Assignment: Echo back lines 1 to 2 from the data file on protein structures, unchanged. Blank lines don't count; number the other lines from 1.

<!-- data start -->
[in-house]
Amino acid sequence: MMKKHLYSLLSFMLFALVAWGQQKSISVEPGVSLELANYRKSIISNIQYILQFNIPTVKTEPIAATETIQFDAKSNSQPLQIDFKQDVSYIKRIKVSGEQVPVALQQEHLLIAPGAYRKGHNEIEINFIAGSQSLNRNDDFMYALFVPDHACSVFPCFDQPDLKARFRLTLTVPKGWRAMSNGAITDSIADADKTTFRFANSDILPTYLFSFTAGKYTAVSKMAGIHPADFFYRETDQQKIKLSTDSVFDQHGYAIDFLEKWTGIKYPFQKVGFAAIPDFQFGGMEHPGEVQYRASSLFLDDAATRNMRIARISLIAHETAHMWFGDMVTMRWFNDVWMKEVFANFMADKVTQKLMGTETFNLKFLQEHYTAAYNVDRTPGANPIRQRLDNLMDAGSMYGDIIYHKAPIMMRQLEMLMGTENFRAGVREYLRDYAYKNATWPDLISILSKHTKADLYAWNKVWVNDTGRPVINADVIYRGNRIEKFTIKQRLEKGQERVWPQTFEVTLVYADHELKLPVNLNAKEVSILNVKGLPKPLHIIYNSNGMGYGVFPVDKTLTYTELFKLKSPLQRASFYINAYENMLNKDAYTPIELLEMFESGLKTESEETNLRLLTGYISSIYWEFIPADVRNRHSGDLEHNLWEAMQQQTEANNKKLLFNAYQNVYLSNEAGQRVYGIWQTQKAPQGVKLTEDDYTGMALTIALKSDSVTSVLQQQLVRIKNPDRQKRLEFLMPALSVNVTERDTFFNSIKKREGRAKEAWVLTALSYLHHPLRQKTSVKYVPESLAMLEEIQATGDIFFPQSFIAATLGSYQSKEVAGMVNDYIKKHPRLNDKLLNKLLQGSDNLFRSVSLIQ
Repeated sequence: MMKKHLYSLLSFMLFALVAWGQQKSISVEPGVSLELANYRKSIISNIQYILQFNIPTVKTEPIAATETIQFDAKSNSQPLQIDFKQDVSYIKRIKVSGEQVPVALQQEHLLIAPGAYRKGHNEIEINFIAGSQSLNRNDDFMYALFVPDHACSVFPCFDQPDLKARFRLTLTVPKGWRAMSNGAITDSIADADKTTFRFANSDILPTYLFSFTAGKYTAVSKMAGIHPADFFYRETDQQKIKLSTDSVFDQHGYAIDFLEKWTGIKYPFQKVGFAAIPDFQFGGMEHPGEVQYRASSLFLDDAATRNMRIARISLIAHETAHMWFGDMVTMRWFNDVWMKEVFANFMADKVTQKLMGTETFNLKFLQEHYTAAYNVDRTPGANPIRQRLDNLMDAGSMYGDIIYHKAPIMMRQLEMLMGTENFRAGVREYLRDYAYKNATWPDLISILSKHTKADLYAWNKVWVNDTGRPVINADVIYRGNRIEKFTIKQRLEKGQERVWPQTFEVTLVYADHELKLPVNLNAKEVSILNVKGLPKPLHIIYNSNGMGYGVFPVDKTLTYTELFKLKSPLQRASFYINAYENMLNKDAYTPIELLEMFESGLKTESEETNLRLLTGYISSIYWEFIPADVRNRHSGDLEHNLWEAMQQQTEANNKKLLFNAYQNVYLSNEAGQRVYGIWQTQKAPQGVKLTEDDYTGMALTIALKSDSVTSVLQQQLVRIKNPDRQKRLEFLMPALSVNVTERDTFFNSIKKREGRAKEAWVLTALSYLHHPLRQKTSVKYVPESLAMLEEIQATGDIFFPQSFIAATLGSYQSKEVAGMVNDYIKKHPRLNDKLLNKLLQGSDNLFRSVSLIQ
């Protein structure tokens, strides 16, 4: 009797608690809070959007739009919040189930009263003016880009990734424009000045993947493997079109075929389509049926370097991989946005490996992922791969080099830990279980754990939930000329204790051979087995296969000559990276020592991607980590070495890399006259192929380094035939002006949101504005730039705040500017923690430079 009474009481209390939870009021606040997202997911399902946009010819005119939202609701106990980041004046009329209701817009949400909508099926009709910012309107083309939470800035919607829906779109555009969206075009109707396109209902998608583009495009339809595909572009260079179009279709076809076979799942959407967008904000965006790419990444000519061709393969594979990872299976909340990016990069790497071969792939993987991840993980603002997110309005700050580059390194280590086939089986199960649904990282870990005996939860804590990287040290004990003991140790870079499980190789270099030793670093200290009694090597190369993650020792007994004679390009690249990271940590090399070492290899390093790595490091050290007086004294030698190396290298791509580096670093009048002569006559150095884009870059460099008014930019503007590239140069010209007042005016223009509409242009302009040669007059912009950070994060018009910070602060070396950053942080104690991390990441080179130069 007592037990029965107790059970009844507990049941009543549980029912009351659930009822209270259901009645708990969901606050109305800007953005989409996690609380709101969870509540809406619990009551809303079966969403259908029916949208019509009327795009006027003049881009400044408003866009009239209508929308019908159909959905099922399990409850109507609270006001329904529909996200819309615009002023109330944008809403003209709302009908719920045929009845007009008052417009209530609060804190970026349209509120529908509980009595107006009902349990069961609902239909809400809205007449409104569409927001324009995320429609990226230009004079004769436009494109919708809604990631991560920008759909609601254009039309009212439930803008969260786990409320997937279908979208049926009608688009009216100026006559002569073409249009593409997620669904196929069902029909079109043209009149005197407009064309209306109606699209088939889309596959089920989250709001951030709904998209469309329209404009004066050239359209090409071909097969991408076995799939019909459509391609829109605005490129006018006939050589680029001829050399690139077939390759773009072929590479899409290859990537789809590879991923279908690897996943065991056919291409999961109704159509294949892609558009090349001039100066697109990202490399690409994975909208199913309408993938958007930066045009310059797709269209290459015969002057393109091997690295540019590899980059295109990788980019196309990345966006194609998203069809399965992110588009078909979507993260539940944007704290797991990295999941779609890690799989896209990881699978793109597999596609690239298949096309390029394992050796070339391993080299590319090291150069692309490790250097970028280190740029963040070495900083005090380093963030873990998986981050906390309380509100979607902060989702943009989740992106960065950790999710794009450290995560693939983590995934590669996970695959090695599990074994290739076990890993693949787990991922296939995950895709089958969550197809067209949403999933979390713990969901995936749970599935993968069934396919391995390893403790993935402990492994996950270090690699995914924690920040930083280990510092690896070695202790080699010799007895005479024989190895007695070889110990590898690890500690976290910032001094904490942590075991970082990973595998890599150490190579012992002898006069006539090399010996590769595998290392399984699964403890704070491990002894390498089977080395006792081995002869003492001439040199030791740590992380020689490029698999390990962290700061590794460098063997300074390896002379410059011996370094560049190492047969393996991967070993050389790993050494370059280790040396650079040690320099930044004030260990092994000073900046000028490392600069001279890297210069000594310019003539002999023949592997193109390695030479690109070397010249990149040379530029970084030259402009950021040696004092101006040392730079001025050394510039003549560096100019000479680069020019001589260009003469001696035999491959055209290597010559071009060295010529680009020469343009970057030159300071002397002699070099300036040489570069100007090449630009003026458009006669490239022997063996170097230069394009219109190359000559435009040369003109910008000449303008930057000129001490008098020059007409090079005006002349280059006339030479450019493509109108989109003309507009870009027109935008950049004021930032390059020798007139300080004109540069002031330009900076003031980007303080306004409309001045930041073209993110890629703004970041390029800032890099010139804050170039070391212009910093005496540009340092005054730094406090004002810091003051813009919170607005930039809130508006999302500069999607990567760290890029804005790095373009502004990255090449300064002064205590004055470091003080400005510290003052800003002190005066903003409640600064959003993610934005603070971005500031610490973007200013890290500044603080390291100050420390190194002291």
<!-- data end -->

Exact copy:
[in-house]
Amino acid sequence: MMKKHLYSLLSFMLFALVAWGQQKSISVEPGVSLELANYRKSIISNIQYILQFNIPTVKTEPIAATETIQFDAKSNSQPLQIDFKQDVSYIKRIKVSGEQVPVALQQEHLLIAPGAYRKGHNEIEINFIAGSQSLNRNDDFMYALFVPDHACSVFPCFDQPDLKARFRLTLTVPKGWRAMSNGAITDSIADADKTTFRFANSDILPTYLFSFTAGKYTAVSKMAGIHPADFFYRETDQQKIKLSTDSVFDQHGYAIDFLEKWTGIKYPFQKVGFAAIPDFQFGGMEHPGEVQYRASSLFLDDAATRNMRIARISLIAHETAHMWFGDMVTMRWFNDVWMKEVFANFMADKVTQKLMGTETFNLKFLQEHYTAAYNVDRTPGANPIRQRLDNLMDAGSMYGDIIYHKAPIMMRQLEMLMGTENFRAGVREYLRDYAYKNATWPDLISILSKHTKADLYAWNKVWVNDTGRPVINADVIYRGNRIEKFTIKQRLEKGQERVWPQTFEVTLVYADHELKLPVNLNAKEVSILNVKGLPKPLHIIYNSNGMGYGVFPVDKTLTYTELFKLKSPLQRASFYINAYENMLNKDAYTPIELLEMFESGLKTESEETNLRLLTGYISSIYWEFIPADVRNRHSGDLEHNLWEAMQQQTEANNKKLLFNAYQNVYLSNEAGQRVYGIWQTQKAPQGVKLTEDDYTGMALTIALKSDSVTSVLQQQLVRIKNPDRQKRLEFLMPALSVNVTERDTFFNSIKKREGRAKEAWVLTALSYLHHPLRQKTSVKYVPESLAMLEEIQATGDIFFPQSFIAATLGSYQSKEVAGMVNDYIKKHPRLNDKLLNKLLQGSDNLFRSVSLIQ